Coping with Rejection When You Have Depression
Coping with rejection is difficult for most people, but it can be especially painful for those of us who have depression. We tend to internalize things so rejection often leaves us feeling as if we've done something wrong or plagues us with incessant negative thoughts. So, how can we accept the experience and begin coping with rejection in a healthier way?
Positive Ways for Coping with Rejection When You're Depressed
- Realize that what we see as rejection might not truly be rejection at all. Some people are in our lives for a season only. When that season ends, the friendship may also end, or at least change. Focus on the good times you both had; if you believe the friendship can still continue, have an open and honest discussion with your friend. If things don't go the way you'd like and you feel rejected, quiet those negative voices with the reality that no one (including yourself) is at fault for this change in the friendship and that you made some wonderful memories together.
- As much as it may hurt initially, we are better off without some people in our lives. I'm sure we all know someone who would be considered a "toxic person." These people intentionally say and do harmful things. If you've been rejected by a toxic person, then understand he/she did you a favor. That kind of person will only serve to worsen your depression and you need to be with people who lift you up rather than tear you down. If harsh words were spoken to or about you, counteract them by reminding yourself that you are worthy of respect, deserving of love, brave, and strong.
- We must not blame ourselves. I know -- easier said than done, especially when we're talking about coping with rejection. If we're the ones being rejected, how could we not blame ourselves? The truth is, though, that if people actually reject us, it says a great deal more about them than it says about us. If we've done nothing to hurt those who reject us, then what reasons could they possibly have for rejecting us? It seems to me that they must be the ones with the problem, but rather than focusing on them, we will focus on remembering that we are not to blame. It may take time and lots of practice, but we can learn to stop placing blame on ourselves.
- Seek outside help when you're coping with rejection. There may be times in which the pain of coping with rejection becomes too difficult for us to manage on our own. This pain can send us into a depressive episode and we need to be aware of the signs that show we're slipping back into the darkness. When I begin to notice my signs reappearing, I tell my husband, my best friend, my psychiatrist, and my therapist. If the pain of rejection gets overwhelming for you, please seek outside help, particularly from your healthcare provider.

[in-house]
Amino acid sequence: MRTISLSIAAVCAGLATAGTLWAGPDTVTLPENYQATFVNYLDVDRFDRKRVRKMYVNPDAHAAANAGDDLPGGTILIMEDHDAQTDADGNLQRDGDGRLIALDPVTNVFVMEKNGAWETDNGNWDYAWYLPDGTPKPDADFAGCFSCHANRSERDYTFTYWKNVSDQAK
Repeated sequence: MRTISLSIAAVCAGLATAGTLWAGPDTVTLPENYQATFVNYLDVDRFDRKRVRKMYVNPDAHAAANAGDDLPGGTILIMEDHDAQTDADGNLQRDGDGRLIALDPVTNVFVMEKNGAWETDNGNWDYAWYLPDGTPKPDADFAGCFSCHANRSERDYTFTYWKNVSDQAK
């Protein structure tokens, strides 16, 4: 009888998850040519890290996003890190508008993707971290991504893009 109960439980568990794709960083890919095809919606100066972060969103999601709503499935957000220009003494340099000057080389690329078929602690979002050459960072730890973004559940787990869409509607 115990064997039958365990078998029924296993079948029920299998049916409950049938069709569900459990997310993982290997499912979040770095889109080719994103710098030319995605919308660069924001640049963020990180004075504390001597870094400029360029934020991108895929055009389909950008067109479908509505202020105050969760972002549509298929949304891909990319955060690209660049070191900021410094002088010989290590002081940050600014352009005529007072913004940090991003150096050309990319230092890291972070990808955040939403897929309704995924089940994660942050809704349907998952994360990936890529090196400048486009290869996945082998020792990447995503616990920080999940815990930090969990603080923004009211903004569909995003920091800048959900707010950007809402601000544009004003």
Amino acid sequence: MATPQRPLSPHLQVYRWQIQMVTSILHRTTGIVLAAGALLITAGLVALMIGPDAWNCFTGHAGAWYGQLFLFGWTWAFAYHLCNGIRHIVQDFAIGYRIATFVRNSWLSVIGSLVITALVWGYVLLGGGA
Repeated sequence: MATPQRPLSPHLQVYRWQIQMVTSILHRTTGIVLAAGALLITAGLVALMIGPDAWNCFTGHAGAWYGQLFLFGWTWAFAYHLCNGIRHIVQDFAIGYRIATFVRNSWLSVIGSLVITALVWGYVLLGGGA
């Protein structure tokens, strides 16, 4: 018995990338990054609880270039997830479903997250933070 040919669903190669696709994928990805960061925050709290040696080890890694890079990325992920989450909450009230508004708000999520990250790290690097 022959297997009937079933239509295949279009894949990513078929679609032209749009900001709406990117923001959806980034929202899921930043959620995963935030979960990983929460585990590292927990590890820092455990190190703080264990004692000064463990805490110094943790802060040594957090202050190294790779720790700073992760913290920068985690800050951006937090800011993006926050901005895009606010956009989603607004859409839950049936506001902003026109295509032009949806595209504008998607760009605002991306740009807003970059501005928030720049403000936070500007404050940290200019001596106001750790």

Most of us will face rejection at some point in our lives. We can reflect on the thoughts and coping with rejection strategies presented here in order to lessen the likelihood that the pain caused by rejection will send us into a depressive episode.
Smith, J. (2018, July 12). Coping with Rejection When You Have Depression, HealthyPlace. Retrieved on 2022, January 20 from https://www.healthyplace.com/blogs/copingwithdepression/2018/7/coping-with-rejection-when-you-have-depression
Author: Jennifer Smith
Hello, Vivian. Thank you for commenting. I am sorry you are experiencing this. I know it is painful. Maybe this friend doesn't truly realize how you're feeling. You could try discussing it again. If that doesn't help, it may be time to move on from this friendship and pursue new ones. If you find yourself still struggling, please contact a professional healthcare provider. I know how overwhelming depression is and also how lonely it makes us feel. Remember, though, that you are not alone. Others, including myself, care about you.
I feel this hot it straight on the head. I have feeling depressed in the last 8 months. I reached out to a friend and I felt like they could careless. I reached out to them because they suffered from depression. They just seem to be so involved in their own life that could careless about anyone else. They have made a few new friends so I been tossed to the side.